It is a proven fact that men tend to have higher testosterone levels than women and testosterone is not the primary sexual/reproductive hormone in women since other hormones like estrogen and progesterone tend to dominate. Yes, testosterone is also responsible for defining and sustaining many masculine features that also includes the body hair growth patterns. Thus, when testosterone levels begin to drop, the hair growth is also affected. This is common to both the genders. This is why when low testosterone levels are indicated in women, apart from the fear of hormonal problems, increased susceptibility to hair-loss is also noticed. While low testosterone male baldness in the form of androgenic alopecia is more common, low testosterone women hair loss has also been established.
The follicles of the scalp contain a particular compound called DHT. Free Testosterone is acted upon by certain enzymes that convert it into Dihydrotestosterone or DHT. The enzyme involved here is called 5-alpha reductase that is synthesized in the prostate gland, i.e. a group of smaller adrenal glands. Both excess of DHT and deficiency is bad for the health of the hair follicle. In the absence of sufficient amount of DHT, the hair follicles begin to shrink and eventually degrade. This means that the effective, active growth phase of hair follicles is compromised. This makes the follicle weaker and more prone to either losing the ability to develop new strands of hair or causes severe dip in the overall quality of hair. This is referred to as progressive thinning of hair that can eventually lead to the onset of baldness in women.
While the hair follicle weakens in the absence of sufficient testosterone, sebaceous glands of the scalp continue to remain active and secrete sebum in sufficient quantity. This makes the problem even more severe for the hair follicles that need to deal with excessive oil or sebum. This means the hair shaft getting being suffocated by the oily secretions, making their structure more vulnerable. As a result, the growth cycle of hair follicles is arrested and they keep getting shorter every passing week. The weakened hair-shafts can no longer bear the wear and tear and eventually begin to fall-off at a faster rate. This is why balding hair is sometimes found to be thick and coarse. Some of the hair-strands might even become pigmented that is due to the nutritional deficiency being caused by the gradual suffocation of the hair follicles.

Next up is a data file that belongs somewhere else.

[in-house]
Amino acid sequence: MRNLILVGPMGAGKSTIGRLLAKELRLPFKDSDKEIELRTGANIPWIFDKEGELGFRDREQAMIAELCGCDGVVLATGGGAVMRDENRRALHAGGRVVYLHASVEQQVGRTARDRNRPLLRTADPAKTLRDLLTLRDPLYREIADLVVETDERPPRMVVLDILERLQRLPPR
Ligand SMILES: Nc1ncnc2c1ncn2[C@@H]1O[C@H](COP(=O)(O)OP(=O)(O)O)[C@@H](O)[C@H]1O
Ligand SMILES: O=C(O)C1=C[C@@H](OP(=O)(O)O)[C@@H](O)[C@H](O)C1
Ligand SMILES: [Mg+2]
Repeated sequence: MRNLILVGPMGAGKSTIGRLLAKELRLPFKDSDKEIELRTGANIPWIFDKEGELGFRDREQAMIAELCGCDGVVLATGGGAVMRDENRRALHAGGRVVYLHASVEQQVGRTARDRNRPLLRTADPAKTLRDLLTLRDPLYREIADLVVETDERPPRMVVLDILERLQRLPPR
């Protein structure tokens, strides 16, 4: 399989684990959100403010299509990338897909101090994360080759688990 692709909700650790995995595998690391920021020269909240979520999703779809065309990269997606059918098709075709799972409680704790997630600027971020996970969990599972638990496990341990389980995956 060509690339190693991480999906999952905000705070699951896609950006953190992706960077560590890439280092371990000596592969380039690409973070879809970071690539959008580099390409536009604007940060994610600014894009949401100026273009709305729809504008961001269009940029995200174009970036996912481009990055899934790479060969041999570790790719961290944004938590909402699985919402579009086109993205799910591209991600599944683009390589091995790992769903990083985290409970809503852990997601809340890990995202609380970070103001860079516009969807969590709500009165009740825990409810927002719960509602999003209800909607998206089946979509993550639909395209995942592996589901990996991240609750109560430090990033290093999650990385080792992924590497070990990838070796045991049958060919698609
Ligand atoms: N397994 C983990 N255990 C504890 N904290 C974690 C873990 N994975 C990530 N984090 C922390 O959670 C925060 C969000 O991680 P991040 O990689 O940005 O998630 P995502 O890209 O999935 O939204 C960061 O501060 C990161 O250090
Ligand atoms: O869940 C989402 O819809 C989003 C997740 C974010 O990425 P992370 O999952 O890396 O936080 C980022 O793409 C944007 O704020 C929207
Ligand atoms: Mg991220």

Lower-than-normal testosterone levels in women also mean that the levels of estrogen are disturbed. The progressive loss of hair along the forehead or the temple area along with increased thinning is typically suggestive of hair loss caused by disturbed testosterone levels. It should be noted that progesterone is hostile to the presence of DHT. When the levels of testosterone fall below the minimum requirement, levels of progesterone also dip inducing a case of estrogenic dominance. In this state of excessive estrogen and reduced amount to DHT, the health of the hair follicles is severely affected.
The easiest way to diagnose if a case of low testosterone women hair loss actually prevails is conducting a blood test, i.e. to measure the amount of testosterone. The diagnosed problem can be then rectified through the use of testosterone supplementation.